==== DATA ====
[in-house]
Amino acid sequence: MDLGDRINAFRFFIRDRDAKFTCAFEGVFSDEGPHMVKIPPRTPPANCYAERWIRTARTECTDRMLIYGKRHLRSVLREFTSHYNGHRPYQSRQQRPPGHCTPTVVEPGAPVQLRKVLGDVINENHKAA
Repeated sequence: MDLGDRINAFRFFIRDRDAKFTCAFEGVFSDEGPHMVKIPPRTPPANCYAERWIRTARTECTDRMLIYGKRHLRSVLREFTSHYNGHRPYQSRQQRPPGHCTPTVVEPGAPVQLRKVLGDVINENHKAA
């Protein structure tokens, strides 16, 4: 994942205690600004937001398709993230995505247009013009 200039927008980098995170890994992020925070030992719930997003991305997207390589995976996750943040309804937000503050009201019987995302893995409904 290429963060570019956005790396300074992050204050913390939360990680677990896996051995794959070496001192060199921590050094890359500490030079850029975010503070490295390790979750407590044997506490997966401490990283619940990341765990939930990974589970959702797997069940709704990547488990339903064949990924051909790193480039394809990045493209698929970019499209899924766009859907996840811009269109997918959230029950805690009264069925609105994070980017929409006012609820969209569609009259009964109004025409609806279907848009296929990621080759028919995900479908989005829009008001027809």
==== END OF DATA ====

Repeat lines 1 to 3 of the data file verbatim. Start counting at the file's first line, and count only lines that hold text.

[in-house]
Amino acid sequence: MDLGDRINAFRFFIRDRDAKFTCAFEGVFSDEGPHMVKIPPRTPPANCYAERWIRTARTECTDRMLIYGKRHLRSVLREFTSHYNGHRPYQSRQQRPPGHCTPTVVEPGAPVQLRKVLGDVINENHKAA
Repeated sequence: MDLGDRINAFRFFIRDRDAKFTCAFEGVFSDEGPHMVKIPPRTPPANCYAERWIRTARTECTDRMLIYGKRHLRSVLREFTSHYNGHRPYQSRQQRPPGHCTPTVVEPGAPVQLRKVLGDVINENHKAA